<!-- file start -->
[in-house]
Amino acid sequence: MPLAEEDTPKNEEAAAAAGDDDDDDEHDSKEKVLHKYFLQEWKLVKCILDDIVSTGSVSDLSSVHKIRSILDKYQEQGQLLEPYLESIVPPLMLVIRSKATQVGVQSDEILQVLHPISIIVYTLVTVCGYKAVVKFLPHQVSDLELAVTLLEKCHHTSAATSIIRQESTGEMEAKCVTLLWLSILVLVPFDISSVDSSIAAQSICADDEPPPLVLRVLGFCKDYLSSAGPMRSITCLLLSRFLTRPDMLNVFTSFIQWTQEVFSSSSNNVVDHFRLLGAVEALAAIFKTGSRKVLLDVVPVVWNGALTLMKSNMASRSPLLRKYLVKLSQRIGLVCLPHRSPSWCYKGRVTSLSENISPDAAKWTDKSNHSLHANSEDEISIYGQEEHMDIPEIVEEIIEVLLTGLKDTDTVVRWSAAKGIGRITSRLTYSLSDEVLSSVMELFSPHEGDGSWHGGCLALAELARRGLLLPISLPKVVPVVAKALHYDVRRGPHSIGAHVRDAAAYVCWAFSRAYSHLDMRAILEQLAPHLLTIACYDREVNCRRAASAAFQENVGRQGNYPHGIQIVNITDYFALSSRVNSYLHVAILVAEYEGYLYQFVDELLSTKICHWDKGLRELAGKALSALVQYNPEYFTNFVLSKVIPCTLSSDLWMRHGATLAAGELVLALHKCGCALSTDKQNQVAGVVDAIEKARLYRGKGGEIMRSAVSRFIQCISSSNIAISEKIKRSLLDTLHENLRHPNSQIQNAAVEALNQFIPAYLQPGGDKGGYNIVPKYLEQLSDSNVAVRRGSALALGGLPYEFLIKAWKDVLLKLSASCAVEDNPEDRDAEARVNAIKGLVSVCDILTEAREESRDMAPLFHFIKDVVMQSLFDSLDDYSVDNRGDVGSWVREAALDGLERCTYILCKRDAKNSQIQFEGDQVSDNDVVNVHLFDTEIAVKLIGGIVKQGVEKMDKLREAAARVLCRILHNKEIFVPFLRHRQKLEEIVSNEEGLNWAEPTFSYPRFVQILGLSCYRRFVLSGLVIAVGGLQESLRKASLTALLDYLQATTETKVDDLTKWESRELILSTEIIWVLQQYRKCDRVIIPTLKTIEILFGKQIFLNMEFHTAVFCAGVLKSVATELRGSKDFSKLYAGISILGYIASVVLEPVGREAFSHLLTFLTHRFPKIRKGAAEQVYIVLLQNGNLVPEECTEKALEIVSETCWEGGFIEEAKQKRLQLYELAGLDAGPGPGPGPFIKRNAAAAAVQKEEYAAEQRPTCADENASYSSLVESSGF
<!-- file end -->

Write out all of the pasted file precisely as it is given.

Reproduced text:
[in-house]
Amino acid sequence: MPLAEEDTPKNEEAAAAAGDDDDDDEHDSKEKVLHKYFLQEWKLVKCILDDIVSTGSVSDLSSVHKIRSILDKYQEQGQLLEPYLESIVPPLMLVIRSKATQVGVQSDEILQVLHPISIIVYTLVTVCGYKAVVKFLPHQVSDLELAVTLLEKCHHTSAATSIIRQESTGEMEAKCVTLLWLSILVLVPFDISSVDSSIAAQSICADDEPPPLVLRVLGFCKDYLSSAGPMRSITCLLLSRFLTRPDMLNVFTSFIQWTQEVFSSSSNNVVDHFRLLGAVEALAAIFKTGSRKVLLDVVPVVWNGALTLMKSNMASRSPLLRKYLVKLSQRIGLVCLPHRSPSWCYKGRVTSLSENISPDAAKWTDKSNHSLHANSEDEISIYGQEEHMDIPEIVEEIIEVLLTGLKDTDTVVRWSAAKGIGRITSRLTYSLSDEVLSSVMELFSPHEGDGSWHGGCLALAELARRGLLLPISLPKVVPVVAKALHYDVRRGPHSIGAHVRDAAAYVCWAFSRAYSHLDMRAILEQLAPHLLTIACYDREVNCRRAASAAFQENVGRQGNYPHGIQIVNITDYFALSSRVNSYLHVAILVAEYEGYLYQFVDELLSTKICHWDKGLRELAGKALSALVQYNPEYFTNFVLSKVIPCTLSSDLWMRHGATLAAGELVLALHKCGCALSTDKQNQVAGVVDAIEKARLYRGKGGEIMRSAVSRFIQCISSSNIAISEKIKRSLLDTLHENLRHPNSQIQNAAVEALNQFIPAYLQPGGDKGGYNIVPKYLEQLSDSNVAVRRGSALALGGLPYEFLIKAWKDVLLKLSASCAVEDNPEDRDAEARVNAIKGLVSVCDILTEAREESRDMAPLFHFIKDVVMQSLFDSLDDYSVDNRGDVGSWVREAALDGLERCTYILCKRDAKNSQIQFEGDQVSDNDVVNVHLFDTEIAVKLIGGIVKQGVEKMDKLREAAARVLCRILHNKEIFVPFLRHRQKLEEIVSNEEGLNWAEPTFSYPRFVQILGLSCYRRFVLSGLVIAVGGLQESLRKASLTALLDYLQATTETKVDDLTKWESRELILSTEIIWVLQQYRKCDRVIIPTLKTIEILFGKQIFLNMEFHTAVFCAGVLKSVATELRGSKDFSKLYAGISILGYIASVVLEPVGREAFSHLLTFLTHRFPKIRKGAAEQVYIVLLQNGNLVPEECTEKALEIVSETCWEGGFIEEAKQKRLQLYELAGLDAGPGPGPGPFIKRNAAAAAVQKEEYAAEQRPTCADENASYSSLVESSGF